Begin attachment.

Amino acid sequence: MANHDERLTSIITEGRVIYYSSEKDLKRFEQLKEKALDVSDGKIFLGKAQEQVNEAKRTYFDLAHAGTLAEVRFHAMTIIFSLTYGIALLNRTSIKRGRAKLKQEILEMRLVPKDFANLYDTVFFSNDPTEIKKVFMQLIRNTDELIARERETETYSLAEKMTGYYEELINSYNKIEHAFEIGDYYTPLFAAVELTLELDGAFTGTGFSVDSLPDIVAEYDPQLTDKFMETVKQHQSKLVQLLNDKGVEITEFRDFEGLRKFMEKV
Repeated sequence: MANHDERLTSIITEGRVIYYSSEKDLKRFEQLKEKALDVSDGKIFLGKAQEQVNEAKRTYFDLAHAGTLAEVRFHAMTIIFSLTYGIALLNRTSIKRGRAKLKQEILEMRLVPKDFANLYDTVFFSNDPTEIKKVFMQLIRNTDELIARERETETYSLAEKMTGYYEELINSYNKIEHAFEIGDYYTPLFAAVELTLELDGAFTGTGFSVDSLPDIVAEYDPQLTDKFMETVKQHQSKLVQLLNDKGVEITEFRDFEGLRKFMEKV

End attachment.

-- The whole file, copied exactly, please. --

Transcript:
Amino acid sequence: MANHDERLTSIITEGRVIYYSSEKDLKRFEQLKEKALDVSDGKIFLGKAQEQVNEAKRTYFDLAHAGTLAEVRFHAMTIIFSLTYGIALLNRTSIKRGRAKLKQEILEMRLVPKDFANLYDTVFFSNDPTEIKKVFMQLIRNTDELIARERETETYSLAEKMTGYYEELINSYNKIEHAFEIGDYYTPLFAAVELTLELDGAFTGTGFSVDSLPDIVAEYDPQLTDKFMETVKQHQSKLVQLLNDKGVEITEFRDFEGLRKFMEKV
Repeated sequence: MANHDERLTSIITEGRVIYYSSEKDLKRFEQLKEKALDVSDGKIFLGKAQEQVNEAKRTYFDLAHAGTLAEVRFHAMTIIFSLTYGIALLNRTSIKRGRAKLKQEILEMRLVPKDFANLYDTVFFSNDPTEIKKVFMQLIRNTDELIARERETETYSLAEKMTGYYEELINSYNKIEHAFEIGDYYTPLFAAVELTLELDGAFTGTGFSVDSLPDIVAEYDPQLTDKFMETVKQHQSKLVQLLNDKGVEITEFRDFEGLRKFMEKV